Frequently Asked Questions

How do I order?

Go to our shop for onhand and pre-order items. For made-to-order (custom designs), please fill up our order form here.

How do I choose a gem?

When you submit your order form, we will inform you via e-mail if the stone is available. Otherwise, you have the option to choose among our onhand stocks.

I already have a gem onhand. May I use that for my piece?

Sure! Just inform us about your intention to have a stone set, and we will quote you accordingly for your desired item.

Do you sell loose stones?

We do keep an inventory of loose stones for onhand and custom items. However, they are not for individual sale unless otherwise specified.

We do, however, hold flash gem sales (via Instagram stories). These gems can be purchased individually.

What is your lead time for made-to-order items?

Our current lead time for regular items is 4-8 weeks depending on the smith’s workload. We make our pieces in batches, each batch consisting of 10 items. If you do not make it to a batch, we will inform you that your order will be included in the next batch.

All items are proudly made by hand by our partner artisan smiths. For items to be made by our senior smiths, the lead time may be longer (6+ weeks).

What material can I use for my piece?

We use gold-plated fine silver, 10K gold, 14K gold, and 18K gold (rose, yellow, or white) for all of our fine jewelry pieces. These materials have proven to be durable and valuable, so you can treasure your piece for a very long time.

What material should I use for my piece?

There are various factors to consider in choosing the right material for your piece. Some factors are as follows:

  • What’s your budget?
  • Will you be using your item everyday?
  • Do you have damp, sweaty, or “acidic” skin?

If you have an ample budget to spend on your treasured piece, solid gold will be a fantastic choice. You may choose between 10K, 14K, and 18K gold. Each type of gold has its advantages and disadvantages. 10K is best when it comes to durability, however the downside to it is that it is not as valuable due to its relatively small gold content. It is also not accepted by most major pawnshops. 18K gold is best in terms of value as an investment. In our opinion, 14K gold presents the perfect balance between durability and investment value. (For more information about the various karats of gold, please refer to the next question)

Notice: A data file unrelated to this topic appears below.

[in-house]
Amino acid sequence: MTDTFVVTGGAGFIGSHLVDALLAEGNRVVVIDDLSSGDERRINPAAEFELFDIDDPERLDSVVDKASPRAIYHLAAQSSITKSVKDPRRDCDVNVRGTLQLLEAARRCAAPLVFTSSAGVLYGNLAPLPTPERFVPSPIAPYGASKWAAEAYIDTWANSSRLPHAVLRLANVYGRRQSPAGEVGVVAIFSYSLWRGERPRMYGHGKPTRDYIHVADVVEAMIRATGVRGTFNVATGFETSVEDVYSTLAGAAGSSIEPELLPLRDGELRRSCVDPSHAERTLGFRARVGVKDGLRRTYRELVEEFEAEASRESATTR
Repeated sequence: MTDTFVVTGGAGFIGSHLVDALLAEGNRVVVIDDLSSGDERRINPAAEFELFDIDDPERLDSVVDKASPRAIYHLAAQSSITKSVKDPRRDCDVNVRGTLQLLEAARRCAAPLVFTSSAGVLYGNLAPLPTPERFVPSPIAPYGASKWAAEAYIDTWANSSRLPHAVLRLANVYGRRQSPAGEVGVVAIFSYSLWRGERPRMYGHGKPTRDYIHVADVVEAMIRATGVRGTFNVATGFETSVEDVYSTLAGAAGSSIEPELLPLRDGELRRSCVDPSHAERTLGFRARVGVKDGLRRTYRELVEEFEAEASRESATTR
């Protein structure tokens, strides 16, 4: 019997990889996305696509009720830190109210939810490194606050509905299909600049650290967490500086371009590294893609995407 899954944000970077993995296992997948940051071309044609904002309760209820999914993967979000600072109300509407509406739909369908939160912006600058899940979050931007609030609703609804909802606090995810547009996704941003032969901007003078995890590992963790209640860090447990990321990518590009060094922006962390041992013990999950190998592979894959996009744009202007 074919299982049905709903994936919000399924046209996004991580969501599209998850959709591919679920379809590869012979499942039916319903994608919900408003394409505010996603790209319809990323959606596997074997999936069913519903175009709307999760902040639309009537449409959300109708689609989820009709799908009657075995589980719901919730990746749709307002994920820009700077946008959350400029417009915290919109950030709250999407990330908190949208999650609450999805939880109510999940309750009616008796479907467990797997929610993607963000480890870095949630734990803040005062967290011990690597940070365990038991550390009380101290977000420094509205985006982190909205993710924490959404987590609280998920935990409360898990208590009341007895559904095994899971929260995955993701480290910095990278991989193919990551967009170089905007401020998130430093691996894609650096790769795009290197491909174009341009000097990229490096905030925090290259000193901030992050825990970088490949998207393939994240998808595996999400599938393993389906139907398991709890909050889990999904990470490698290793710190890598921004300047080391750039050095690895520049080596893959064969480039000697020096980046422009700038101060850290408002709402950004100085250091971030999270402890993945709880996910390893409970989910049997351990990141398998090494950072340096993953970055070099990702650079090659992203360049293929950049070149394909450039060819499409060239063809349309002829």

It may also be wise to choose solid gold if you intend on using your jewelry piece everyday, or if you have sweaty hands which can cause the gold plating on silver jewelry to fade more quickly, and the silver itself to tarnish.

Meanwhile, if you are on a budget, fine silver is the way to go. Same goes if you only plan on using your item occasionally as opposed to everyday. Our silver pieces are plated in gold by default, and you may choose a plating of either yellow gold, rose gold, or white gold to make it resemble its solid gold counterpart. Silver by nature tarnishes (that’s just the way it is), however, the good news is that it can be brought back to life again with a thorough cleaning (better if done by a professional jeweler who can polish it back to its original shine).

What’s the difference between 10K, 14K, 18K gold?

The “K” in 10K, 14K, and 18K gold is short for “karats,” which is a measurement for the purity of gold. Pure, or 100% gold, is 24 karats. Gold is a very soft and malleable metal, however. In its purest form it is unsuitable for jewelry as it can easily lose its shape and/or cause gems to get lost. Therefore, it is often mixed with other metals to form an alloy. 10K, 14K, and 18K gold are standard alloys with varying amounts of gold, 10K having the least amount of gold and 18K having the most.

  • 10K gold = 41.5% gold
  • 14K gold = 58.5% gold
  • 18K gold = 75% gold

It follows that 10K gold is the most affordable gold alloy while 18K is the most expensive. Based on our experience, even 10K gold can last many good years with proper care.

How do I take care of my jewelry?

Check out our post on care and maintenance of fine jewelry.